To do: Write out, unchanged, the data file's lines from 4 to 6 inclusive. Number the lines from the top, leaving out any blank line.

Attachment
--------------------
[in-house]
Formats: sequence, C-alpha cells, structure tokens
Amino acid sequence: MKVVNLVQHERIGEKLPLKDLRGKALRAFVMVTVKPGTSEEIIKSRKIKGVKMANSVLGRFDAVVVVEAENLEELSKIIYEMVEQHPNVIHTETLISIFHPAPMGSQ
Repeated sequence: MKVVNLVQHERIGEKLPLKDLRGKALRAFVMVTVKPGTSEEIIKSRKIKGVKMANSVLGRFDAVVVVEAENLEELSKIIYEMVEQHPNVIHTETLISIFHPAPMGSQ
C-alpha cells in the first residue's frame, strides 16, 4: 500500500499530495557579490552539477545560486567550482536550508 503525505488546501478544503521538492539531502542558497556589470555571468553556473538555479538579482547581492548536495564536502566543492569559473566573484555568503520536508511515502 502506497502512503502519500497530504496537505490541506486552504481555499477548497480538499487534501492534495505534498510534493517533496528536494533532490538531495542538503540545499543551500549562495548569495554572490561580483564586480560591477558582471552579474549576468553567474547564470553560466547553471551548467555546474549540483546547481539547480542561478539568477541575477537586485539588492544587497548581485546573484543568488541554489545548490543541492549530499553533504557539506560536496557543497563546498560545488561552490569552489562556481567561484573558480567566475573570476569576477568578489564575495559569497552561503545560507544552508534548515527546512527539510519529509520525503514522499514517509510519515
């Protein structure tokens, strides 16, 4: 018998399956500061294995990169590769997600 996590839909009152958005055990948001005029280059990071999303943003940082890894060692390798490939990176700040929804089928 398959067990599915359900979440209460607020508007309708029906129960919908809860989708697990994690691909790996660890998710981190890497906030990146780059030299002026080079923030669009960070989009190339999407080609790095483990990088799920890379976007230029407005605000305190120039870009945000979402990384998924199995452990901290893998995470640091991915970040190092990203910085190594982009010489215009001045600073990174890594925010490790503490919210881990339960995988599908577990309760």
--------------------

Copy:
Repeated sequence: MKVVNLVQHERIGEKLPLKDLRGKALRAFVMVTVKPGTSEEIIKSRKIKGVKMANSVLGRFDAVVVVEAENLEELSKIIYEMVEQHPNVIHTETLISIFHPAPMGSQ
C-alpha cells in the first residue's frame, strides 16, 4: 500500500499530495557579490552539477545560486567550482536550508 503525505488546501478544503521538492539531502542558497556589470555571468553556473538555479538579482547581492548536495564536502566543492569559473566573484555568503520536508511515502 502506497502512503502519500497530504496537505490541506486552504481555499477548497480538499487534501492534495505534498510534493517533496528536494533532490538531495542538503540545499543551500549562495548569495554572490561580483564586480560591477558582471552579474549576468553567474547564470553560466547553471551548467555546474549540483546547481539547480542561478539568477541575477537586485539588492544587497548581485546573484543568488541554489545548490543541492549530499553533504557539506560536496557543497563546498560545488561552490569552489562556481567561484573558480567566475573570476569576477568578489564575495559569497552561503545560507544552508534548515527546512527539510519529509520525503514522499514517509510519515
């Protein structure tokens, strides 16, 4: 018998399956500061294995990169590769997600 996590839909009152958005055990948001005029280059990071999303943003940082890894060692390798490939990176700040929804089928 398959067990599915359900979440209460607020508007309708029906129960919908809860989708697990994690691909790996660890998710981190890497906030990146780059030299002026080079923030669009960070989009190339999407080609790095483990990088799920890379976007230029407005605000305190120039870009945000979402990384998924199995452990901290893998995470640091991915970040190092990203910085190594982009010489215009001045600073990174890594925010490790503490919210881990339960995988599908577990309760």